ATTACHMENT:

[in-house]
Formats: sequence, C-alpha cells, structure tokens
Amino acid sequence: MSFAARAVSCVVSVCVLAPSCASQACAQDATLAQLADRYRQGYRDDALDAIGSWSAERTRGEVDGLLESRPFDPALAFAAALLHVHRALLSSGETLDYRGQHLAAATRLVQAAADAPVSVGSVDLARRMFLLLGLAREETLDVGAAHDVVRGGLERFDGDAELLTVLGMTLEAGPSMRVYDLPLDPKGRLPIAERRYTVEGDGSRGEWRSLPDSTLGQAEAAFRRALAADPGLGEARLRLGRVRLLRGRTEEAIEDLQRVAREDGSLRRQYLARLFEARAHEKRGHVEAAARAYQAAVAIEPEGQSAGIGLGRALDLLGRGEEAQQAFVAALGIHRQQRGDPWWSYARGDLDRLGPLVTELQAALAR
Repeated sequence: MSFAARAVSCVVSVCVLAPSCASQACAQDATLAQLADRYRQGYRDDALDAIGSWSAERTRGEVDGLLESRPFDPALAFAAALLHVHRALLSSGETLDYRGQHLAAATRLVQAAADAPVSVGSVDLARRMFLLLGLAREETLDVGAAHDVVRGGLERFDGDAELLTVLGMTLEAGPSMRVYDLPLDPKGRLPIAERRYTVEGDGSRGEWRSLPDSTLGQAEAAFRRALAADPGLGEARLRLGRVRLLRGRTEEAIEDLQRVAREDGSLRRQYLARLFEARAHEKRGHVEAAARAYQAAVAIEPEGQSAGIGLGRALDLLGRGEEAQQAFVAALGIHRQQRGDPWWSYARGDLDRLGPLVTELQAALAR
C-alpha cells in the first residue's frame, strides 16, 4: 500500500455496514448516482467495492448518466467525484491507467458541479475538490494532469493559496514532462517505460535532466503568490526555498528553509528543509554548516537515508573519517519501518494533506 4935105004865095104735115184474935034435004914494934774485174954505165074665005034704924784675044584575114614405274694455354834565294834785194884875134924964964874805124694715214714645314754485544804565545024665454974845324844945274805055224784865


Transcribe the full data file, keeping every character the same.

[in-house]
Formats: sequence, C-alpha cells, structure tokens
Amino acid sequence: MSFAARAVSCVVSVCVLAPSCASQACAQDATLAQLADRYRQGYRDDALDAIGSWSAERTRGEVDGLLESRPFDPALAFAAALLHVHRALLSSGETLDYRGQHLAAATRLVQAAADAPVSVGSVDLARRMFLLLGLAREETLDVGAAHDVVRGGLERFDGDAELLTVLGMTLEAGPSMRVYDLPLDPKGRLPIAERRYTVEGDGSRGEWRSLPDSTLGQAEAAFRRALAADPGLGEARLRLGRVRLLRGRTEEAIEDLQRVAREDGSLRRQYLARLFEARAHEKRGHVEAAARAYQAAVAIEPEGQSAGIGLGRALDLLGRGEEAQQAFVAALGIHRQQRGDPWWSYARGDLDRLGPLVTELQAALAR
Repeated sequence: MSFAARAVSCVVSVCVLAPSCASQACAQDATLAQLADRYRQGYRDDALDAIGSWSAERTRGEVDGLLESRPFDPALAFAAALLHVHRALLSSGETLDYRGQHLAAATRLVQAAADAPVSVGSVDLARRMFLLLGLAREETLDVGAAHDVVRGGLERFDGDAELLTVLGMTLEAGPSMRVYDLPLDPKGRLPIAERRYTVEGDGSRGEWRSLPDSTLGQAEAAFRRALAADPGLGEARLRLGRVRLLRGRTEEAIEDLQRVAREDGSLRRQYLARLFEARAHEKRGHVEAAARAYQAAVAIEPEGQSAGIGLGRALDLLGRGEEAQQAFVAALGIHRQQRGDPWWSYARGDLDRLGPLVTELQAALAR
C-alpha cells in the first residue's frame, strides 16, 4: 500500500455496514448516482467495492448518466467525484491507467458541479475538490494532469493559496514532462517505460535532466503568490526555498528553509528543509554548516537515508573519517519501518494533506 4935105004865095104735115184474935034435004914494934774485174954505165074665005034704924784675044584575114614405274694455354834565294834785194884875134924964964874805124694715214714645314754485544804565545024665454974845324844945274805055224784865